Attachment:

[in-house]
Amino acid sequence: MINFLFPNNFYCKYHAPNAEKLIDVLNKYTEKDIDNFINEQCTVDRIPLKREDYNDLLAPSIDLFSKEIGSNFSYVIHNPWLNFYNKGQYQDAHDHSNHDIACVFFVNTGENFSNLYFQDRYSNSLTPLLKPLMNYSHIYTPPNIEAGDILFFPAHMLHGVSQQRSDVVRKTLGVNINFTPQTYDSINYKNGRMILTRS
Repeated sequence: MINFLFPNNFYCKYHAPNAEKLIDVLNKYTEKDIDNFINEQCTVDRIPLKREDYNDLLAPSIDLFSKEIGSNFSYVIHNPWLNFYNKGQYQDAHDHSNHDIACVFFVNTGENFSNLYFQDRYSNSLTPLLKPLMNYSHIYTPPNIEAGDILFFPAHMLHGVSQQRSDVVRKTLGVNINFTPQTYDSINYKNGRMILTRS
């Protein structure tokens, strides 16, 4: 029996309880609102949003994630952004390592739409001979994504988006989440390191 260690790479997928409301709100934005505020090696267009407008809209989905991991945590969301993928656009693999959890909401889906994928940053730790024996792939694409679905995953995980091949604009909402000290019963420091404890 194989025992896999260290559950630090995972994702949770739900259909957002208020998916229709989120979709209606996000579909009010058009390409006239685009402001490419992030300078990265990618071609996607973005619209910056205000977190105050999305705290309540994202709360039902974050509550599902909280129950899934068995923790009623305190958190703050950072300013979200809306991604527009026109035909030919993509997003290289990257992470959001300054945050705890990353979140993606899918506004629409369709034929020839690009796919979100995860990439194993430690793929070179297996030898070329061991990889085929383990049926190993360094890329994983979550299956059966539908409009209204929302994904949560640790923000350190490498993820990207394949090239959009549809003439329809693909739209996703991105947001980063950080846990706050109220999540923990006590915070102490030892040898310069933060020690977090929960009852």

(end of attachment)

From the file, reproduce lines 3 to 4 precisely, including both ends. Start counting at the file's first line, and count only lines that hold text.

Repeated sequence: MINFLFPNNFYCKYHAPNAEKLIDVLNKYTEKDIDNFINEQCTVDRIPLKREDYNDLLAPSIDLFSKEIGSNFSYVIHNPWLNFYNKGQYQDAHDHSNHDIACVFFVNTGENFSNLYFQDRYSNSLTPLLKPLMNYSHIYTPPNIEAGDILFFPAHMLHGVSQQRSDVVRKTLGVNINFTPQTYDSINYKNGRMILTRS
């Protein structure tokens, strides 16, 4: 029996309880609102949003994630952004390592739409001979994504988006989440390191 260690790479997928409301709100934005505020090696267009407008809209989905991991945590969301993928656009693999959890909401889906994928940053730790024996792939694409679905995953995980091949604009909402000290019963420091404890 194989025992896999260290559950630090995972994702949770739900259909957002208020998916229709989120979709209606996000579909009010058009390409006239685009402001490419992030300078990265990618071609996607973005619209910056205000977190105050999305705290309540994202709360039902974050509550599902909280129950899934068995923790009623305190958190703050950072300013979200809306991604527009026109035909030919993509997003290289990257992470959001300054945050705890990353979140993606899918506004629409369709034929020839690009796919979100995860990439194993430690793929070179297996030898070329061991990889085929383990049926190993360094890329994983979550299956059966539908409009209204929302994904949560640790923000350190490498993820990207394949090239959009549809003439329809693909739209996703991105947001980063950080846990706050109220999540923990006590915070102490030892040898310069933060020690977090929960009852």